Mumbai moves: First stretches of Metro, Monorail start this year
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The first stretches of Metro and monorail will open this year, the trans-harbour link and a water transport network in the years to follow. But these transport projects have taken years in a city with unique problems.
Mumbai is set to complete a number of transport infrastructure projects this year. The first Metro corridor will come up on the Versova-Andheri-Ghatkopar route in a city whose suburban railway system has been its lifeline for ages. So will the first phase of the country's first monorail line, on the Chembur-Wadala-Jacob Circle route. The city will also get the wide, east-west Santacruz Chembur Link Road (SCLR) and the north-south Eastern Freeway, which will include Asia's first set of urban road tunnels. These projects are together worth over Rs 6,600 crore.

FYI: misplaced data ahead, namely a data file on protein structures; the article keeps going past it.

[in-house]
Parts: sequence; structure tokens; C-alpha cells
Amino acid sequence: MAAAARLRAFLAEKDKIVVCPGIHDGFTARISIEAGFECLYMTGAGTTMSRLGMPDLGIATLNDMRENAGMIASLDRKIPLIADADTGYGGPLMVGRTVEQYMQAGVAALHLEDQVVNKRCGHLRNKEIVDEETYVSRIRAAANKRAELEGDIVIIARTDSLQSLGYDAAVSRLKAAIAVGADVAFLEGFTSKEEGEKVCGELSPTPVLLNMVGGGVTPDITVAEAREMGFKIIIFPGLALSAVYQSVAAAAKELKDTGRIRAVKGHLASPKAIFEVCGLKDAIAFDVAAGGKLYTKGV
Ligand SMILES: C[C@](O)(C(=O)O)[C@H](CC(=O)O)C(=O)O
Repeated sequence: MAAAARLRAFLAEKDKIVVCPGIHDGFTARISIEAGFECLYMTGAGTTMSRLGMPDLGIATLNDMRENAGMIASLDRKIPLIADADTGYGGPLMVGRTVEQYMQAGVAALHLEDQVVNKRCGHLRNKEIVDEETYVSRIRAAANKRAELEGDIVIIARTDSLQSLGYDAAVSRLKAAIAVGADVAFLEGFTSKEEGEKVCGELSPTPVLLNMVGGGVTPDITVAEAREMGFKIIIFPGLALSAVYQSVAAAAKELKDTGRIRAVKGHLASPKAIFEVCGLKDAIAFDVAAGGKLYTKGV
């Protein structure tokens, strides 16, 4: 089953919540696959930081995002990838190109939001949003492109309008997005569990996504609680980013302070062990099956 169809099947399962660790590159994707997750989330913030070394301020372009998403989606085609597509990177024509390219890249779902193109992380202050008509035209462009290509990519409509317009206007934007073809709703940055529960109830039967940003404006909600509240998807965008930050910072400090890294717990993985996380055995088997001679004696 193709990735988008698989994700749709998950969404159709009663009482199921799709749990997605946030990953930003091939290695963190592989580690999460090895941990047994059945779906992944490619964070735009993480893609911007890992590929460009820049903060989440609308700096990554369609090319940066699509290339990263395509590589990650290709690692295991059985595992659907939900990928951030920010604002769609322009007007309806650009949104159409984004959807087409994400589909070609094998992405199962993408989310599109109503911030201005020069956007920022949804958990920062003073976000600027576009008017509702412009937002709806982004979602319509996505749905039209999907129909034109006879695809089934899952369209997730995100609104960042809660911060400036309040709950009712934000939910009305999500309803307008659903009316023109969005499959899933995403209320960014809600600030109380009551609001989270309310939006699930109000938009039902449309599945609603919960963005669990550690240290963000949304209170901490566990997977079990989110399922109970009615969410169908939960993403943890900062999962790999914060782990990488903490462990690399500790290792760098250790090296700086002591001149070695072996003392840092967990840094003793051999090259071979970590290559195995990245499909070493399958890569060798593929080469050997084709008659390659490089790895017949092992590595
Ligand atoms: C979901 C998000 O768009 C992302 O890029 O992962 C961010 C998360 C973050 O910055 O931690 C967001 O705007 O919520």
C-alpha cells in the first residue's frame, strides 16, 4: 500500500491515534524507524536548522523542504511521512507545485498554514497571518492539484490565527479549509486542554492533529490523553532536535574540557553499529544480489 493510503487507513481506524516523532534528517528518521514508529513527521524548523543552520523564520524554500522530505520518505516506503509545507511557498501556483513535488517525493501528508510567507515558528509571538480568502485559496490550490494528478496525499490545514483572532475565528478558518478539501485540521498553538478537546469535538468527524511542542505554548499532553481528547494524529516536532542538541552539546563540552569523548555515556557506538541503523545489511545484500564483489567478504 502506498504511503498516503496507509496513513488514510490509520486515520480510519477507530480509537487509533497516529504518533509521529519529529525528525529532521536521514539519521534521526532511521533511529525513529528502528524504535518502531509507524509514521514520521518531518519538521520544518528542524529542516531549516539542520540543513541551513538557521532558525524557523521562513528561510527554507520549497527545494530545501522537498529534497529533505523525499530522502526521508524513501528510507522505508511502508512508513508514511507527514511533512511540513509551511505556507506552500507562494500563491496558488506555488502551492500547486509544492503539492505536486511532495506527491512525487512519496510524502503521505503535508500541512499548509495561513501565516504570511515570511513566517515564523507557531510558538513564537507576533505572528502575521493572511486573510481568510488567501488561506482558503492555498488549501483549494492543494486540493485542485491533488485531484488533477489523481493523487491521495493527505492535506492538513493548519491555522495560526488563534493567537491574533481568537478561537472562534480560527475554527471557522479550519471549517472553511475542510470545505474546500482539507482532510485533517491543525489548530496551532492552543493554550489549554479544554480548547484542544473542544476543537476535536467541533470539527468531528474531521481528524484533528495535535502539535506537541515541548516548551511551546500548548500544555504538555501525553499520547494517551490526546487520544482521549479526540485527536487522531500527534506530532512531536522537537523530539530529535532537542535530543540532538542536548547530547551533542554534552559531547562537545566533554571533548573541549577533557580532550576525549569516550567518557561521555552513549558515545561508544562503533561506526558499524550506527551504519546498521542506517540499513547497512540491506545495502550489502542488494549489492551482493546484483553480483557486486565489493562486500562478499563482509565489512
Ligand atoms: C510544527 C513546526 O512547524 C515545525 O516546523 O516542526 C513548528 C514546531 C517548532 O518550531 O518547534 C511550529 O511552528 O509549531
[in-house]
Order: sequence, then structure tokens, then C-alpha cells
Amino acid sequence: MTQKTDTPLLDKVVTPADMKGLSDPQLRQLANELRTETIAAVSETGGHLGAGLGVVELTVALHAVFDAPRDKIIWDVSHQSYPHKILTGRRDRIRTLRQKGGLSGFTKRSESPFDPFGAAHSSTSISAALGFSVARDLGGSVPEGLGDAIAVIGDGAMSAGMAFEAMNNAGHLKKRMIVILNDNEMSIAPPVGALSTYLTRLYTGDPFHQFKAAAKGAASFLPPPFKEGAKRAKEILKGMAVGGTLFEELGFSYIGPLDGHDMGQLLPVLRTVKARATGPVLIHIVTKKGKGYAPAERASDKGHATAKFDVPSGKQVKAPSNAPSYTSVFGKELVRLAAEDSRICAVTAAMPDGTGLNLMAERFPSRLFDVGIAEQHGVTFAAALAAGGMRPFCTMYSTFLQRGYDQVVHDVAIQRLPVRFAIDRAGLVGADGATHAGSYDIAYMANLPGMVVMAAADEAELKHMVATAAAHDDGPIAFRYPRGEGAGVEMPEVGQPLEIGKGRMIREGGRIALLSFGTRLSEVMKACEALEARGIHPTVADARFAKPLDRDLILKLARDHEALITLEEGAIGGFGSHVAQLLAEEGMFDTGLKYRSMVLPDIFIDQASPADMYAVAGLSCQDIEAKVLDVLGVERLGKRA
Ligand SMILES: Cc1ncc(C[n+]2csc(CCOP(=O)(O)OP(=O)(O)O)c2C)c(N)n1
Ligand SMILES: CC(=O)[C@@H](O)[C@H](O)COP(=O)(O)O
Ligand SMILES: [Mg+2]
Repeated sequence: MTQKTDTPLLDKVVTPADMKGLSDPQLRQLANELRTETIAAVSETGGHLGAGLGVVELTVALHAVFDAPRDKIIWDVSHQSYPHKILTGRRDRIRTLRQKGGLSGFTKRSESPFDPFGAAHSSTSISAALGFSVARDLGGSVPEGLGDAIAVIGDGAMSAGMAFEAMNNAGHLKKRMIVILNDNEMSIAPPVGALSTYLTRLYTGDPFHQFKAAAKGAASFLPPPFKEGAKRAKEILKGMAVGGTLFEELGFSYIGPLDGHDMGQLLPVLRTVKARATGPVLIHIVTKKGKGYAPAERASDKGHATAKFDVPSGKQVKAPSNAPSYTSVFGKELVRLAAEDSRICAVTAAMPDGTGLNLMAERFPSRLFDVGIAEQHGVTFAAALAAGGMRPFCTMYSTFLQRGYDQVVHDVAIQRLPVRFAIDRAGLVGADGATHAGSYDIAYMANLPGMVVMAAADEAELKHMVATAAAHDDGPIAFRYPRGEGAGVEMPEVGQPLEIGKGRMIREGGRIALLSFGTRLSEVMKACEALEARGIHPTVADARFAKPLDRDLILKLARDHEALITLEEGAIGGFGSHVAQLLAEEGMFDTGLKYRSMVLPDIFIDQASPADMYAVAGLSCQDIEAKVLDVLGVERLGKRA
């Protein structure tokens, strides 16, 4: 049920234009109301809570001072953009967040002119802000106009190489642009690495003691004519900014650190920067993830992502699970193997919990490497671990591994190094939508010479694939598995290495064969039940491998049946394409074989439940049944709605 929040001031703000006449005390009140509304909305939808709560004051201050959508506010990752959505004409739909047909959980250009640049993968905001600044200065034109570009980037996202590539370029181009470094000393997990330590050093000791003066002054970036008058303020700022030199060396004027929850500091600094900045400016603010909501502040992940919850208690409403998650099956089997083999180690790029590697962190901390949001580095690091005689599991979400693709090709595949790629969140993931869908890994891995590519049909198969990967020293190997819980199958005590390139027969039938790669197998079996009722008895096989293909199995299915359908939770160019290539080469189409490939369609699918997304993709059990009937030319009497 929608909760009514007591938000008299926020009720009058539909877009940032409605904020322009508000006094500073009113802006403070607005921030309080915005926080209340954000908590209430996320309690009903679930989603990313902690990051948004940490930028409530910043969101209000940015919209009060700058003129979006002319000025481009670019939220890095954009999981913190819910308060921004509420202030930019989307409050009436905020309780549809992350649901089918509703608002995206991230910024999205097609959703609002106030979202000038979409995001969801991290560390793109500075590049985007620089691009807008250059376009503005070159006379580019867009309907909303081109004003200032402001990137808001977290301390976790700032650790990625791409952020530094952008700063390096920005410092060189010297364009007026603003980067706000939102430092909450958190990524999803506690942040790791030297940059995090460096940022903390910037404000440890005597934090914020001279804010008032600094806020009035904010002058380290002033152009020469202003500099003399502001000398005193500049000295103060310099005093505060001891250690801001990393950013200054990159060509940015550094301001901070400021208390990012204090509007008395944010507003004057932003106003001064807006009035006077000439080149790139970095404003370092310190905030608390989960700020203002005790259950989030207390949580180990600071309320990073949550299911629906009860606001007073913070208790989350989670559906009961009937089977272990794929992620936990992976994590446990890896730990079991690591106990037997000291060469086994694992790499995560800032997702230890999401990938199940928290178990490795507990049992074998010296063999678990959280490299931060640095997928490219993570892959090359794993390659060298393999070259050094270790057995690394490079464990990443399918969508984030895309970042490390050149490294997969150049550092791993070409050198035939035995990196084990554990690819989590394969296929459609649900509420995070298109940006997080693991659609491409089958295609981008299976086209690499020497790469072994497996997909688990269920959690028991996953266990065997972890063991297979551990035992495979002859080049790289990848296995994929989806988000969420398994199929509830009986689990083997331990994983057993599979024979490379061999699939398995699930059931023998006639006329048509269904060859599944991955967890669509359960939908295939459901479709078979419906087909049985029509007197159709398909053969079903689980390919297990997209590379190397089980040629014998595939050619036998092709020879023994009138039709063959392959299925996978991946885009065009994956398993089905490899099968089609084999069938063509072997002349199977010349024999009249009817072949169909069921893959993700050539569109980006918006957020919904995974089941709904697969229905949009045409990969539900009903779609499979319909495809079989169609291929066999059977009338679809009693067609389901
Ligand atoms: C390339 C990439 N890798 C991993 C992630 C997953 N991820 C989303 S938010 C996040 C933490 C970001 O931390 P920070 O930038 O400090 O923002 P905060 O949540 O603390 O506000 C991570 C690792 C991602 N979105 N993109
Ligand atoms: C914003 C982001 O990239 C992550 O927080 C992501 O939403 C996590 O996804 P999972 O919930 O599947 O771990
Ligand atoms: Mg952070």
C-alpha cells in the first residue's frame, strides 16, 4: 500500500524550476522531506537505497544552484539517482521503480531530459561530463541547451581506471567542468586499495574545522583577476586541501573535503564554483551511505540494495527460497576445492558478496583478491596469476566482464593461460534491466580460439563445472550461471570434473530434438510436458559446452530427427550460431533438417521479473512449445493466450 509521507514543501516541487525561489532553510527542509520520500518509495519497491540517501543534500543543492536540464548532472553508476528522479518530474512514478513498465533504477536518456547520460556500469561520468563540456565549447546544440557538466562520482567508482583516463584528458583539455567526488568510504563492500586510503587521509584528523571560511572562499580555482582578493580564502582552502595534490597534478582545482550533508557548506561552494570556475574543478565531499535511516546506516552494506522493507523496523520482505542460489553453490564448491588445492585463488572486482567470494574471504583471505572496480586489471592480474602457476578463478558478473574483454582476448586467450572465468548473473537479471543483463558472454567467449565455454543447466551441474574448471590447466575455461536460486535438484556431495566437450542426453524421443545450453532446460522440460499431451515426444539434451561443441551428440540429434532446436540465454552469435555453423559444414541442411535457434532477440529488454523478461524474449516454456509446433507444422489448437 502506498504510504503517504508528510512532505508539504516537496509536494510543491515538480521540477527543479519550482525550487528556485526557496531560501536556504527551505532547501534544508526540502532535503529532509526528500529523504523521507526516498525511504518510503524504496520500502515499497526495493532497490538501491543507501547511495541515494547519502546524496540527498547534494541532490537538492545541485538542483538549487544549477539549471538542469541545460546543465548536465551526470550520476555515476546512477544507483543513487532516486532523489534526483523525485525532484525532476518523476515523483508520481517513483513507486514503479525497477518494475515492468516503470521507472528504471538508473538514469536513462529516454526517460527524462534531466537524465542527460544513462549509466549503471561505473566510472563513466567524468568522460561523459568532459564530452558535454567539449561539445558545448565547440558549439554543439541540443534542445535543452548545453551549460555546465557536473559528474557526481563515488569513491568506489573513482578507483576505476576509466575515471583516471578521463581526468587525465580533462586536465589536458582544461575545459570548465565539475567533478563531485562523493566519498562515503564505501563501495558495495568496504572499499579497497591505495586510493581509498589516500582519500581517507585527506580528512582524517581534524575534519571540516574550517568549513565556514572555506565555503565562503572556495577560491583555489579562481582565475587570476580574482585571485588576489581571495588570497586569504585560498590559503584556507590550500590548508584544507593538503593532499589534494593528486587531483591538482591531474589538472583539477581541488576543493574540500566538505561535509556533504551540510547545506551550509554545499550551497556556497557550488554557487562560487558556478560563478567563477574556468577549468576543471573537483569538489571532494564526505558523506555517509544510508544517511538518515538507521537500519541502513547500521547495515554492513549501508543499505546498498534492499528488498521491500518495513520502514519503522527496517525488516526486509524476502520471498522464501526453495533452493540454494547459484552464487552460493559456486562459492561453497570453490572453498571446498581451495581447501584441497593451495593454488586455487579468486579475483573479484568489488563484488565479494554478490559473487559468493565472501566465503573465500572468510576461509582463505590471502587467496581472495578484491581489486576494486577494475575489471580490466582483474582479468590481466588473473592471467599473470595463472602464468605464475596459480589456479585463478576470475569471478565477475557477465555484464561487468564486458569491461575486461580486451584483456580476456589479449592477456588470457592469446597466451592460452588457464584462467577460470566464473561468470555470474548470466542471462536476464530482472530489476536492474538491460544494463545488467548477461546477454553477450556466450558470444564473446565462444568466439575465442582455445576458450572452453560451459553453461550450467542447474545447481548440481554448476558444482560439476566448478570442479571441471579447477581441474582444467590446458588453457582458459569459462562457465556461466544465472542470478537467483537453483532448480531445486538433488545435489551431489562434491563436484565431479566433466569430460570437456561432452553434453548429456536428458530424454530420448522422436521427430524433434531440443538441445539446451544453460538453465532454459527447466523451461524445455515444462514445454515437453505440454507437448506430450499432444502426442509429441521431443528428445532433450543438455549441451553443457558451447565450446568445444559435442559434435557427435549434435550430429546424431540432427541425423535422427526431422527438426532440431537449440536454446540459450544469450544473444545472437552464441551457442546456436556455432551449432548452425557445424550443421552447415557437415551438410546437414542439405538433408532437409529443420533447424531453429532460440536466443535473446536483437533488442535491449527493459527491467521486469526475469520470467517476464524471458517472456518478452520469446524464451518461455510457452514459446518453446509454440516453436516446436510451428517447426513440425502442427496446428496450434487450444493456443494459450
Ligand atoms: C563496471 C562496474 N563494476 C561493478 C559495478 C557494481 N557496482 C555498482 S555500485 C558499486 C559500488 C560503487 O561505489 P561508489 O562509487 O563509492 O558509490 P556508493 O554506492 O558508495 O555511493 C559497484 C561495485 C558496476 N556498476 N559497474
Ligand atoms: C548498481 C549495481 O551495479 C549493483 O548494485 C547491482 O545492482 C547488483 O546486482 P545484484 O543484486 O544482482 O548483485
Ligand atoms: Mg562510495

And over the next five to seven years, projects worth Rs 69,500 crore should improve the transport network even further if planning agencies can move from blueprint to reality.
Among these are the Mumbai Trans Harbour Link (MTHL), touted as the country's longest sea link; a passenger water transport system for a comfortable, daily commute; and underground sections of the Metro for high-speed connectivity to the Mumbai airport and to SEEPZ, an industrial and export promotion zone.
Some projects, however, have failed to see the light of day. These include the Western Freeway and the Charkop-Bandra-Mankhurd elevated Metro corridor. In both cases, the government and the developers have failed to agree on certain issues.
The problems along the way of the projects nearing completion included some very peculiar to the city. Finding and acquiring land are a bigger hurdle than they are elsewhere. Land is a scarce resource with three million residents sharing the space of an unplanned city at a density of 20,000 people per square metre. Large portions of public land along the alignment of these projects had been encroached by slums, many of these protected under government policies.
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